In Freightliner, Driven to Succeed14 MinutesBy NZ Trucking magazineJune 26, 2020

There‘s no magic formula for determining if something will make a good story. In the case of Jess Mead, however, there‘s a unique trifecta: she‘s a young, female owner-driver who just so happens to have snapped up one of the last 110” Raised Roof Argosys to be sold off the floor in New Zealand.

I like to fly under the radar,” says Jess Mead, “but it‘s kind of difficult being a bit ‘out there‘.” Purple highlighted hair, bold tattoos and a shiny new 110” Argosy will put you ‘out there‘, that‘s for sure. Spending a few hours with Jess and her new truck, I‘d say ‘free-spirited‘ is more apt for this Matamata native. Jess now calls Tauranga home, “or the truck – wherever…” That‘s no throwaway comment. Jess lives for the road and has no issue living in her cab (which she‘s made a little more comfortable with a few choice upgrades, but more on that later). “When you‘ve got a mortgage on a truck you might as well live in it,” she says with a smile, explaining that the open road is her happy place. She‘s a real petrolhead too, with diesel in her veins. “I‘ve been into motors my whole life. When I was about 10 years old Dad and I went to the Beach Hop and there was an old XR station wagon for sale. We bought it and fixed it up. I couldn‘t do much mechanically, but I could sand back the paint and make sure all the nuts and bolts were cleaned so they could go get chromed.”

Photo: 29-year-old Jess Mead reckons she‘s one of the youngest female owner-drivers in New Zealand – if not the youngest

So what put the diesel into her veins and steered her towards the heavy stuff? “The main thing that got me into trucks was the fact that I love driving. I used to drive from Matamata to Whangarei to work at McDonald‘s for four hours, and then drive back. I‘ve always loved driving; it‘s my happy place, where I‘m most comfortable. I wanted to do it for myself but also to prove to everyone that I could do it. It‘s not a job to me, never has been, and it‘s even cooler when you can drive your own truck and make your own money.” While she started driving at the age of 24, in truth, Jess‘s journey into trucking really started at the age of 14. “I was working in a service station and I said, ‘I‘m going to drive a petrol tanker one day‘. Everyone laughed at me but I said I‘d do it, and I did. I didn‘t like the tanker job, but…”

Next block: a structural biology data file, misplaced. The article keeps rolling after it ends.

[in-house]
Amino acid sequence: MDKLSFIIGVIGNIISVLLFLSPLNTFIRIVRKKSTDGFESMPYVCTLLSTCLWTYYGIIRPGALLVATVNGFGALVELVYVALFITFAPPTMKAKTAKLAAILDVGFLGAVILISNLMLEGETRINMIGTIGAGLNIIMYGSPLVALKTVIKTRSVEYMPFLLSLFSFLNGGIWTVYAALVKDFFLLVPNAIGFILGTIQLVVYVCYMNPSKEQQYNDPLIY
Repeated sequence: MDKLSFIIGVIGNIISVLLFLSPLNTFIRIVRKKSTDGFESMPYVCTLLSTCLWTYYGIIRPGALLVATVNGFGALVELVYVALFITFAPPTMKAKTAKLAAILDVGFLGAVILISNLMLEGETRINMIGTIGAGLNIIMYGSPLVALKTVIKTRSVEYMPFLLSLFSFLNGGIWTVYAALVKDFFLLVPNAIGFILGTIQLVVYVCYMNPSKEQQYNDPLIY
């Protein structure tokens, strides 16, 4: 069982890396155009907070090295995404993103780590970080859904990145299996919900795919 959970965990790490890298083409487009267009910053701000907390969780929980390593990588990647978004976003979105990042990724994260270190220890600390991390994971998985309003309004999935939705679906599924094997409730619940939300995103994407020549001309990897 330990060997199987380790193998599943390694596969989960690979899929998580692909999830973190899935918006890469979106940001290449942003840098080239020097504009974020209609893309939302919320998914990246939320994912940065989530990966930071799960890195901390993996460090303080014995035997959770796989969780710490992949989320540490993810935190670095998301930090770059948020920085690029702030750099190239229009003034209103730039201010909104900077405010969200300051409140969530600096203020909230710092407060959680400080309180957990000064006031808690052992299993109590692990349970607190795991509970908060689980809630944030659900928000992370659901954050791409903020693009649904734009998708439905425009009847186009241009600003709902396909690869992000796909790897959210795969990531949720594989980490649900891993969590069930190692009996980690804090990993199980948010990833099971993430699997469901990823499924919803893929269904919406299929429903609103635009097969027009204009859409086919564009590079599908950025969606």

Photo: Freightliner‘s typical detailing is soon to be enhanced

That was about 18 months ago, before which Jess had kicked off her trucking career with J Swap driving roading trucks, and later did a stint at Tomoana on curtainsiders. “My favourite gig so far would have to be Tomoana. I always swore there was no way I‘d go near curtainsiders because they looked like too much hard work, but I got put on them at Tomoana and I‘ve never looked back. That was the best job in every aspect, I loved that job so much and Tomoana was a great company to work for.” So why did Jess leave? Well, that‘s where the Argosy comes in. Jess bought it in September 2019 with a plan in mind – get a truck, find a driver, tap into some extra income … or so she thought. “I was gutted to leave Tomoana but I wasn‘t making any money working for someone and paying someone else to drive my truck. It didn‘t make sense. I thought the truck would pay for itself, but it didn‘t quite work like that,” she says. This was how her journey into the world of the owner-driver came to be. Now 29, Jess hopes that she‘s the country‘s youngest female owner-driver who operates alone.

Photo: All-American control centre

“Everyone thinks I would be, but I don‘t know,” she says. (If anyone knows of other young female owner-drivers like Jess, let us know – we‘d love to find out too! – Ed.) “This works for me, though. I absolutely love driving my truck,” Jess says, adding that the Argosy was the natural choice for her. Having steered one at Tomoana – and liked it very much – she knew what she was in for. Then, once she heard they were going out of production, her mind was made up. “I wasn‘t planning on getting a brand new one,” she says, “but I saw this one at Trucks & Trailers and thought ‘oh crap, I‘ll give it a go‘ … and I got it!” According to Trucks & Trailers sales consultant Callan Short, this is one of the very last 110” Raised Roof Argosys to hit New Zealand roads. “It‘s hard to say whose truck was the last,” he says.